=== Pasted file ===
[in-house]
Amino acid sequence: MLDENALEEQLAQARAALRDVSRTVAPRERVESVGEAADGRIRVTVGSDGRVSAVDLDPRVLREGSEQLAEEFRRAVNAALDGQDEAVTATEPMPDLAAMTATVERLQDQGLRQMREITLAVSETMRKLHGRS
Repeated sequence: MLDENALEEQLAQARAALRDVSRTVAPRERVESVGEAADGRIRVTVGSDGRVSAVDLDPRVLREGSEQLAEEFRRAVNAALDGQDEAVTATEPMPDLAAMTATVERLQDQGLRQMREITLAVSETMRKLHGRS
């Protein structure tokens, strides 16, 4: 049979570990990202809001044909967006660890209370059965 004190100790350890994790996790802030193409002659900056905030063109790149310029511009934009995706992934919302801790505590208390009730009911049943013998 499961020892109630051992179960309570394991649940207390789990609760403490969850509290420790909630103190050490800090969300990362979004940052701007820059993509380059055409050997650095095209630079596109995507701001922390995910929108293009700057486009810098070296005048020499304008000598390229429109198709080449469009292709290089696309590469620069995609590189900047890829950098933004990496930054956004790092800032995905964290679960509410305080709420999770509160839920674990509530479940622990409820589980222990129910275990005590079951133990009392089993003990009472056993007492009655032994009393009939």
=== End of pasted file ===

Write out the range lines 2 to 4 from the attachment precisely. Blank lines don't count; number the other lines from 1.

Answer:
Amino acid sequence: MLDENALEEQLAQARAALRDVSRTVAPRERVESVGEAADGRIRVTVGSDGRVSAVDLDPRVLREGSEQLAEEFRRAVNAALDGQDEAVTATEPMPDLAAMTATVERLQDQGLRQMREITLAVSETMRKLHGRS
Repeated sequence: MLDENALEEQLAQARAALRDVSRTVAPRERVESVGEAADGRIRVTVGSDGRVSAVDLDPRVLREGSEQLAEEFRRAVNAALDGQDEAVTATEPMPDLAAMTATVERLQDQGLRQMREITLAVSETMRKLHGRS
């Protein structure tokens, strides 16, 4: 049979570990990202809001044909967006660890209370059965 004190100790350890994790996790802030193409002659900056905030063109790149310029511009934009995706992934919302801790505590208390009730009911049943013998 499961020892109630051992179960309570394991649940207390789990609760403490969850509290420790909630103190050490800090969300990362979004940052701007820059993509380059055409050997650095095209630079596109995507701001922390995910929108293009700057486009810098070296005048020499304008000598390229429109198709080449469009292709290089696309590469620069995609590189900047890829950098933004990496930054956004790092800032995905964290679960509410305080709420999770509160839920674990509530479940622990409820589980222990129910275990005590079951133990009392089993003990009472056993007492009655032994009393009939």